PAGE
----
Arduino, and Pi Pico, builds on the Raspberry Pi RP2040 – Electronics Weekly


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Arduino, and Pi Pico, builds on the Raspberry Pi RP2040

The RP2040 is newly developed at the Raspberry Pi Foundation and the Pi Pico builds on it (see above) as a standalone board option for embedded development or as companion piece to your Raspberry Pi computer, perhaps serving first steps with a microcontroller.

Basically, we are talking about interfacing your Raspberry Pi to the outside “real” world, whether it is reading sensors, connecting to networks or driving actuators.


Contained within a 7 × 7 mm QFN-56 (Pico means very small) package, the RP2040 specification includes:

  • Dual-core Arm Cortex-M0+ @ 133MHz
  • 264KB (remember kilobytes?) of on-chip RAM
  • Support for up to 16MB of off-chip Flash memory via dedicated QSPI bus
  • DMA controller
  • Interpolator and integer divider peripherals
  • 30 GPIO pins, 4 of which can be used as analogue inputs
  • 2 × UARTs, 2 × SPI controllers, and 2 × I2C controllers
  • 16 × PWM channels
  • 1 × USB 1.1 controller and PHY, with host and device support
  • 8 × Raspberry Pi Programmable I/O (PIO) state machines
  • USB mass-storage boot mode with UF2 support, for drag-and-drop programming

The Pi team writes:

With two fast cores and and a large amount of on-chip RAM, RP2040 is a great platform for machine learning applications. You can find Pete Warden’s port of Google’s TensorFlow Lite framework here. Look out for more machine learning content over the coming months.

For beginners, and other users who prefer high-level languages, we’ve worked with Damien George, creator of MicroPython, to build a polished port for RP2040; it exposes all of the chip’s hardware features, including our innovative PIO subsystem. And our friend Aivar Annamaa has added RP2040 MicroPython support to the popular Thonny IDE.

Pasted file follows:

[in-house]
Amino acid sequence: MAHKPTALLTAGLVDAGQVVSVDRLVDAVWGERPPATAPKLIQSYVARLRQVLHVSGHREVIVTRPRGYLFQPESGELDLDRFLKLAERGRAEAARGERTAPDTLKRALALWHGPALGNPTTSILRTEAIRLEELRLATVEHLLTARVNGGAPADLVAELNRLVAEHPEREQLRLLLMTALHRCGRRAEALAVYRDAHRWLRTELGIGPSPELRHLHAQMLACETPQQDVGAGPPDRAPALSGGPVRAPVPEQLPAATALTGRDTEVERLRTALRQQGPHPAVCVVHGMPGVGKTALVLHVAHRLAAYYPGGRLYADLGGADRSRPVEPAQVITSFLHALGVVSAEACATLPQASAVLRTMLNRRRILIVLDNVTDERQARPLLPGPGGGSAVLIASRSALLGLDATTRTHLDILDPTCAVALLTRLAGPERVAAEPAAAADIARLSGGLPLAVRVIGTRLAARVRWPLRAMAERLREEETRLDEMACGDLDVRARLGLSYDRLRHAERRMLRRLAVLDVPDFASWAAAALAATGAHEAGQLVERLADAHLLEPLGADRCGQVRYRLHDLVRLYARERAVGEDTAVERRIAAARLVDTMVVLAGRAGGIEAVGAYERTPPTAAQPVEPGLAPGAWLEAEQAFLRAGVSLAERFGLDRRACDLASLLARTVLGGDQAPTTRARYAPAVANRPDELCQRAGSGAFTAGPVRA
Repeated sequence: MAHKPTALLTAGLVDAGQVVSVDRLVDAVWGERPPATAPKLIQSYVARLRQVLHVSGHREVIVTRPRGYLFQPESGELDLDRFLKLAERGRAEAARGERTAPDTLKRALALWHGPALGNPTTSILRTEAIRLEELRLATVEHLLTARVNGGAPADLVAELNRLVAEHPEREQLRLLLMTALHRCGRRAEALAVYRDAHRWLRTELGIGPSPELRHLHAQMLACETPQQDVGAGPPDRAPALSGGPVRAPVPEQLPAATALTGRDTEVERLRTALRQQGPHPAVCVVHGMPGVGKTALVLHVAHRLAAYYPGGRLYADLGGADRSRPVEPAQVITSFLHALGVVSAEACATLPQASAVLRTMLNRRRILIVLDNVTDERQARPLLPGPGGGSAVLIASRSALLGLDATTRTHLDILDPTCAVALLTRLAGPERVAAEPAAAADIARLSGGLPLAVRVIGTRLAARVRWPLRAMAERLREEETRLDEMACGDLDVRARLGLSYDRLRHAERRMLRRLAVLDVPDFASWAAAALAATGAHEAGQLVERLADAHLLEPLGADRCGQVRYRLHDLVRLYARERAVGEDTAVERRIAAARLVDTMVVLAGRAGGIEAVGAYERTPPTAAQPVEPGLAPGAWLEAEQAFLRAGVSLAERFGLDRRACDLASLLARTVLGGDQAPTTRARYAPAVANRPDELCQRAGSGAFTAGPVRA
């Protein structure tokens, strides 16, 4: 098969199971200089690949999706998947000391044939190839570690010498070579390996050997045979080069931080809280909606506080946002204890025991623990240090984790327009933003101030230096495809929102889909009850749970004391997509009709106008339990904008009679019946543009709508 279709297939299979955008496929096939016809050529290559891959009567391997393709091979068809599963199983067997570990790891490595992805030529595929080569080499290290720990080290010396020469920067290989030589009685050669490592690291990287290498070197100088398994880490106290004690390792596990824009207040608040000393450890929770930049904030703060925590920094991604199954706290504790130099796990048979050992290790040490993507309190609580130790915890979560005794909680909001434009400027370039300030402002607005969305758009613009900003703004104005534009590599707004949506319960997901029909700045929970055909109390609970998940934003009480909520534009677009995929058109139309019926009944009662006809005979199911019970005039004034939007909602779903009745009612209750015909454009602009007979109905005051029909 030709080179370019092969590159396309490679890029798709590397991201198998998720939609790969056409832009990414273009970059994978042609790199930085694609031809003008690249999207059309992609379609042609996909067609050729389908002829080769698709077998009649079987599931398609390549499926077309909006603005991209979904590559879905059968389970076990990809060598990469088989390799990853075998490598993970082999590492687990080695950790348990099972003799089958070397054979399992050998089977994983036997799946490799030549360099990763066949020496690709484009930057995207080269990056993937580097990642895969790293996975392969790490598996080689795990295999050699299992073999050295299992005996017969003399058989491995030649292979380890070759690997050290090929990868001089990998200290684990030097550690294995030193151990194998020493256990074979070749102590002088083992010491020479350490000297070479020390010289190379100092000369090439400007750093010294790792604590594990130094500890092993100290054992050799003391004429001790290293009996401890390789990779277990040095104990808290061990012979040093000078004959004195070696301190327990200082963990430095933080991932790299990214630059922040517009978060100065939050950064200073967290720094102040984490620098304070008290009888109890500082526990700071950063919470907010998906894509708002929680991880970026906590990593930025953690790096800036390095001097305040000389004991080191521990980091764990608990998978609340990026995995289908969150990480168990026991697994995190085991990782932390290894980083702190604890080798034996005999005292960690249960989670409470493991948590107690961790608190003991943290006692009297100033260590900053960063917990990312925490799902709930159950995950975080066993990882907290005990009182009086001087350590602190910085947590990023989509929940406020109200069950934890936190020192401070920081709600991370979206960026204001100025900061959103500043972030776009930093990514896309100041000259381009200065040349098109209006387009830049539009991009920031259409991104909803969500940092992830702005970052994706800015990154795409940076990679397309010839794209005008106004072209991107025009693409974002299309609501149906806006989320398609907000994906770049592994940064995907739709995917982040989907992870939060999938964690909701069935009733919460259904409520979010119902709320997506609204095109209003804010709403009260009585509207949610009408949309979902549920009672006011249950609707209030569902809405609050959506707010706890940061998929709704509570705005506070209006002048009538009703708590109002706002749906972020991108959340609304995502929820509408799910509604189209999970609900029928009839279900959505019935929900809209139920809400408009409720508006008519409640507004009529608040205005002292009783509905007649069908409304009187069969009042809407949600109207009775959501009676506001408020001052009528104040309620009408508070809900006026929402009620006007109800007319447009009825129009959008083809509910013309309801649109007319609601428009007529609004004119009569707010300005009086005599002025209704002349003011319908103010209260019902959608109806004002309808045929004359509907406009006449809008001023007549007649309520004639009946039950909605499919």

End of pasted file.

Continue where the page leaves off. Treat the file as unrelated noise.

The price of the Pi Pico is $4 (and it comes free on the cover, this month, of HackSpace magazine along with some guides and tutorials).

Why is the chip named the 2040? Our Technology Editor, Steve Bush, flags the explanatory page 8 of the datasheet.


But I also mentioned Arduino…

Eben Upton and the Pi team had shared their plans with the Arduino team, who welcomed the chance to build their own Arduino-shaped offering on the RP2020, the Arduino Nano RP2040 Connect. Not so much a rival to the Pico, as a brother…

Massimo Banzi and Fabio Violante (Arduino co-founder & chairman and CEO, respectively) have written:

‘Raspberry and chips,’ not something you’d like to eat but in the world of silicon it’s actually a great combination. Eben Upton recently shared with us Raspberry Pi’s exciting vision for a revolutionary product that they were working on: a microcontroller, the RP2040, based on Raspberry Pi silicon.

The news was both disruptive and exciting at the same time. At Arduino, we love to put our hands on innovative technologies, micros, sensors and all the building blocks that allow us to fulfil our mission of making technology simple to use for everyone. The curiosity was growing and a few weeks later we were already tinkering with the initial development tools. The processor is a very intriguing beast – it’s a dual-core Cortex-M0+ microcontroller with fairly sophisticated architecture.

They explain that they worked with the tiny footprint of the Nano format, keeping features such the versatile u-blox NINA WiFi and Bluetooth module.

But they promise the new board will also feature high-quality MEMS sensors from STM (a 9-axis IMU and a microphone), 16MB of flash memory (to provide space for code, data storage and over-the-air updates, and that its architecture will be enable people to use the RP2040 chip with the Arduino ecosystem (IDE, command line tool, libraries, etc).

The Arduino Nano RP2040 Connect will be available for pre-order “in the next few weeks” they say. Stay tuned.

Exciting times for electronics and Gadget Masters – could these releases enable your own, long-planned project?.

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